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The Broadsheet: November 25th

Good morning, Broadsheet readers. The U.S. Defense Department could be getting its first female chief, while Turkey’s president came out swinging against gender equality. I’m Anne VanderMey, subbing in for Caroline Fairchild, who’s on vacation this week. Please e-mail me tips or feedback at and find me on Twitter here. Read on for career advice from some of business’s hottest rising stars on success, mentorship, and getting noticed. Have a good Tuesday.


• A first for the Defense Department? Washington insiders say there’s a woman atop the shortlist to succeed U.S. Secretary of Defense Chuck Hagel, who resigned on Monday “under pressure” from the Obama administration. She is Michèle Flournoy, who was the highest-ranking woman in the Pentagon before leaving the DoD in 2012. Fortune’s Nina Easton interviewed her in March. “It’s not a terribly peaceful environment,” she said at the time. “We need a robust military as a deterrent.”  Fortune



• “Delicate nature.” Turkish President Recep Tayyip Erdogan drew fire from women’s rights groups around the globe for comments he made at a women’s conference in Istanbul on Monday. He told the group: “You cannot put women and men on an equal footing,” adding that women could not do the same work because of their “delicate nature.” Fortune

• The new faces of women in business. Fortune interviewed 10 of corporate America’s young female rock stars to get their advice about standing out, moving up, and finding a mentor. “When it comes to mentorships, you need to be an active, engaged participant,” says Target’s Christina Hennington. “The more you give, the more you’ll get.” Stay tuned for more coverage from Fortune’s Most Powerful Women Next Gen Summit, which takes place next week.  Fortune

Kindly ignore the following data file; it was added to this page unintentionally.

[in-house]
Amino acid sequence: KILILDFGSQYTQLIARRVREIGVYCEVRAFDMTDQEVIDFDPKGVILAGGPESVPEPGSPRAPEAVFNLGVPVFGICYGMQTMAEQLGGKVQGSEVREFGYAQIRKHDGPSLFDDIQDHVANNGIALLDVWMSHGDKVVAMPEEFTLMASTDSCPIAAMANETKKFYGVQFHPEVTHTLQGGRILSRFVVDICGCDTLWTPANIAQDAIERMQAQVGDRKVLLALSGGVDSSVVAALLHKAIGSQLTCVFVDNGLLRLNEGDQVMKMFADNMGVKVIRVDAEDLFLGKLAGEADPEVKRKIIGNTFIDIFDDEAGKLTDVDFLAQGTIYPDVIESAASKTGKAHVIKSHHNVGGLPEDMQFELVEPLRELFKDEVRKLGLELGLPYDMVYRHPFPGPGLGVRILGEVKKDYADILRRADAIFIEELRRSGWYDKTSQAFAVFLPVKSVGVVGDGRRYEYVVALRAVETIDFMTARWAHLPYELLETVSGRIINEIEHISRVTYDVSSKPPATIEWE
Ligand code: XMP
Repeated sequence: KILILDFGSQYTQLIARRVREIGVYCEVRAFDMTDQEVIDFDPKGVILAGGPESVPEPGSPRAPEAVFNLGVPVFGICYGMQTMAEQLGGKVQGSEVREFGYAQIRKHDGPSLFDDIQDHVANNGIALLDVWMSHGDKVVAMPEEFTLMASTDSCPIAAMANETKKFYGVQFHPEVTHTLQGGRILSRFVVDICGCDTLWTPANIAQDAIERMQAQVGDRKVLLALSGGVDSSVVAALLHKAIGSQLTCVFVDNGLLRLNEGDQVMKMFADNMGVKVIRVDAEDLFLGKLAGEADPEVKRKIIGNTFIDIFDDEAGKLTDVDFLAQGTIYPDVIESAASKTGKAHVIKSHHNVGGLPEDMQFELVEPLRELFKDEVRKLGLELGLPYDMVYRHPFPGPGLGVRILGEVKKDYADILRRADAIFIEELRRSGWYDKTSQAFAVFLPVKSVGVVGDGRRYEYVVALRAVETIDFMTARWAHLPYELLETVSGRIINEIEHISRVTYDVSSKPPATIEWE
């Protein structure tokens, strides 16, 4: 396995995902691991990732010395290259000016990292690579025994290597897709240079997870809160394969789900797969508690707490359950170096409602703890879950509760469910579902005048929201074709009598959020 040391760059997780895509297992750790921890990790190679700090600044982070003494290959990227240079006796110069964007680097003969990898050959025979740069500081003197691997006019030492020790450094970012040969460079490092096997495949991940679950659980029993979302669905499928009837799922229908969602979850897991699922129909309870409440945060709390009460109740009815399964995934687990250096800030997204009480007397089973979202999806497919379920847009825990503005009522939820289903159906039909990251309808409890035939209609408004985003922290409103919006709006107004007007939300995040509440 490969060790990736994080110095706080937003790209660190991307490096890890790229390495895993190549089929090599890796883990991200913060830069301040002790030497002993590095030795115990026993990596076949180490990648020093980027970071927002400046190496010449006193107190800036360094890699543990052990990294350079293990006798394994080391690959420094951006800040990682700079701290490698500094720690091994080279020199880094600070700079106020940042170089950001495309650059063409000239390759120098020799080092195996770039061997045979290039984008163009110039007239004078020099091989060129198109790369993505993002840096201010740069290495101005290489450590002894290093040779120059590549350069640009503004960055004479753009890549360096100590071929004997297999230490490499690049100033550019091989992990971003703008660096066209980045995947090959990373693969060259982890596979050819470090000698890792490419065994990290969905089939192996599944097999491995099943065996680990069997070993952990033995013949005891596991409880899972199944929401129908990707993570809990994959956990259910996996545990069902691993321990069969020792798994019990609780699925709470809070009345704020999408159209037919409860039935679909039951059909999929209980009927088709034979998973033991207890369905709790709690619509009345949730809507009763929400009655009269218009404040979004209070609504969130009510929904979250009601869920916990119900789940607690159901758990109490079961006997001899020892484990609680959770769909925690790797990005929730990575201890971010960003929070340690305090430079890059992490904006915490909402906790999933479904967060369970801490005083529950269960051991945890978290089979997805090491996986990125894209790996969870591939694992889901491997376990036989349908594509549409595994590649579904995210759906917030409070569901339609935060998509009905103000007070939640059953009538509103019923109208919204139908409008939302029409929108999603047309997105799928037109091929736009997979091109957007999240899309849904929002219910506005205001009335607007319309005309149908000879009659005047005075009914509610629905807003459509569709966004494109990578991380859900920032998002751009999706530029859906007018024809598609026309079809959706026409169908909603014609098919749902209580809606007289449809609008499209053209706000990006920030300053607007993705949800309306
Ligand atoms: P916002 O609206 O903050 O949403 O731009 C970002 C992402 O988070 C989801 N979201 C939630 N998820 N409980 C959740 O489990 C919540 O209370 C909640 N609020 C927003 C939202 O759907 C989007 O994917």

• Do African-American girls have a better shot at STEM? A recent study found the notion that science and math are “masculine” fields is less entrenched with black girls than with white ones.  Atlantic

• The world’s most powerful woman. Angela Merkel traveled an unlikely path to her current position, after starting off as a clumsy teenager in East Germany with a bowl-cut.  The New Yorker

• Incremental gains. A new report finds that women now represent 18% of all directors on boards of Fortune 1,000 companies, up from 17% in 2012 and 15% in 2011. 2020 Women on Boards

• From the MPW co-chairs: Danielle Pletka, veteran Middle East watcher and senior VP at the conservative think tank AEI, tells Fortune’s Nina Easton that President Obama’s stance toward Iran represents a “huge mistake.”  Fortune

• Shuffle at Santander. Ana Botín has made her first big move as chair of Banco Santander SA, Spain’s largest bank, ousting the bank’s CEO and replacing him with its finance chief.  Fortune

Resume update: Katie Bayne, Coca-Cola’s senior VP of sparkling brands, is now a board member at Ann Inc., parent company of Ann Taylor and Loft.



Staying sane during business travel. Once the youngest female CEO of a publicly-traded company, Lifeway Foods CEO Julie Smolyansky says she boosts productivity and avoids burnout by taking conference calls while walking or hiking. “Sitting is the new smoking,” she says.  Fortune

Gender parity at a central bank. While other countries eke out hard-fought gains toward gender parity, women in the central bank of Thailand currently outnumber men 31 to 29.   Bloomberg



Why being bored at work can be a good thing  Fortune

Afghan women shut out of diplomatic talks with Taliban   NYTimes

Tech’s gender gap isn’t just a pay gap  Fortune

Forty years ago, Lego wrote a powerful letter to parents about how gender works Quartz

This woman-led startup is turning flight delays into cash   Fortune

How failure could get you to the C-suite   Fortune


Speak up when you have an idea or an opinion. Wallflowers don’t grow up to the executive suite.

Aicha Evans, VP and general manager of Intel's Platform Engineering Group on how to rise through the ranks.